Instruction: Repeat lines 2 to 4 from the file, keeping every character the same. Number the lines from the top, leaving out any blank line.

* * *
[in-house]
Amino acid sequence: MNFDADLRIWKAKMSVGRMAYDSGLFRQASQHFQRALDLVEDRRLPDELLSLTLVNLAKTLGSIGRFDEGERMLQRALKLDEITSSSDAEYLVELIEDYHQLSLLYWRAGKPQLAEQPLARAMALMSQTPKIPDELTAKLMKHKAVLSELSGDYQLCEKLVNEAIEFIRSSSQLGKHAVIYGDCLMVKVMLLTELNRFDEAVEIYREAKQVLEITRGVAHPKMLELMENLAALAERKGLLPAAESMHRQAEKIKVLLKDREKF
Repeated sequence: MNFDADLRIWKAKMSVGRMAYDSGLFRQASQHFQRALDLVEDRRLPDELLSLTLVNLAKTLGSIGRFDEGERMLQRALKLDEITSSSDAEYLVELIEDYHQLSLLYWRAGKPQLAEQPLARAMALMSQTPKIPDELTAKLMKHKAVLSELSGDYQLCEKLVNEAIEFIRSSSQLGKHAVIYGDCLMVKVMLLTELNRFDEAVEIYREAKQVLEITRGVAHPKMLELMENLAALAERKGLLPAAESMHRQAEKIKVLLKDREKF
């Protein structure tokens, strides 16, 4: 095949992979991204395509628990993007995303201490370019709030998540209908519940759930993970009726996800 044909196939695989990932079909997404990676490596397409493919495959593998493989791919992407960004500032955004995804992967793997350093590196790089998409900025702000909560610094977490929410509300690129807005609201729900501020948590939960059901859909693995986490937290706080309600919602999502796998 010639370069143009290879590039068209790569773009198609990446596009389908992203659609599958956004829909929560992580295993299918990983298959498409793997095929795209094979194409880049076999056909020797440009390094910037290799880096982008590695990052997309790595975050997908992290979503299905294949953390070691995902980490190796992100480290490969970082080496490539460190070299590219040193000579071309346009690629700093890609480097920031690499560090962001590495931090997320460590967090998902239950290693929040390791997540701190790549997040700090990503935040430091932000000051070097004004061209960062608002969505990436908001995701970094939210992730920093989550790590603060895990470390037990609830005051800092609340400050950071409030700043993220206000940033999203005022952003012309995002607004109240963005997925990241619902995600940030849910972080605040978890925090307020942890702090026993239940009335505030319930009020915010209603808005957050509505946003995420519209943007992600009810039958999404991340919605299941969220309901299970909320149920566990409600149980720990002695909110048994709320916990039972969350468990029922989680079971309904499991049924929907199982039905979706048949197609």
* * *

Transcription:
Amino acid sequence: MNFDADLRIWKAKMSVGRMAYDSGLFRQASQHFQRALDLVEDRRLPDELLSLTLVNLAKTLGSIGRFDEGERMLQRALKLDEITSSSDAEYLVELIEDYHQLSLLYWRAGKPQLAEQPLARAMALMSQTPKIPDELTAKLMKHKAVLSELSGDYQLCEKLVNEAIEFIRSSSQLGKHAVIYGDCLMVKVMLLTELNRFDEAVEIYREAKQVLEITRGVAHPKMLELMENLAALAERKGLLPAAESMHRQAEKIKVLLKDREKF
Repeated sequence: MNFDADLRIWKAKMSVGRMAYDSGLFRQASQHFQRALDLVEDRRLPDELLSLTLVNLAKTLGSIGRFDEGERMLQRALKLDEITSSSDAEYLVELIEDYHQLSLLYWRAGKPQLAEQPLARAMALMSQTPKIPDELTAKLMKHKAVLSELSGDYQLCEKLVNEAIEFIRSSSQLGKHAVIYGDCLMVKVMLLTELNRFDEAVEIYREAKQVLEITRGVAHPKMLELMENLAALAERKGLLPAAESMHRQAEKIKVLLKDREKF
């Protein structure tokens, strides 16, 4: 095949992979991204395509628990993007995303201490370019709030998540209908519940759930993970009726996800 044909196939695989990932079909997404990676490596397409493919495959593998493989791919992407960004500032955004995804992967793997350093590196790089998409900025702000909560610094977490929410509300690129807005609201729900501020948590939960059901859909693995986490937290706080309600919602999502796998 010639370069143009290879590039068209790569773009198609990446596009389908992203659609599958956004829909929560992580295993299918990983298959498409793997095929795209094979194409880049076999056909020797440009390094910037290799880096982008590695990052997309790595975050997908992290979503299905294949953390070691995902980490190796992100480290490969970082080496490539460190070299590219040193000579071309346009690629700093890609480097920031690499560090962001590495931090997320460590967090998902239950290693929040390791997540701190790549997040700090990503935040430091932000000051070097004004061209960062608002969505990436908001995701970094939210992730920093989550790590603060895990470390037990609830005051800092609340400050950071409030700043993220206000940033999203005022952003012309995002607004109240963005997925990241619902995600940030849910972080605040978890925090307020942890702090026993239940009335505030319930009020915010209603808005957050509505946003995420519209943007992600009810039958999404991340919605299941969220309901299970909320149920566990409600149980720990002695909110048994709320916990039972969350468990029922989680079971309904499991049924929907199982039905979706048949197609």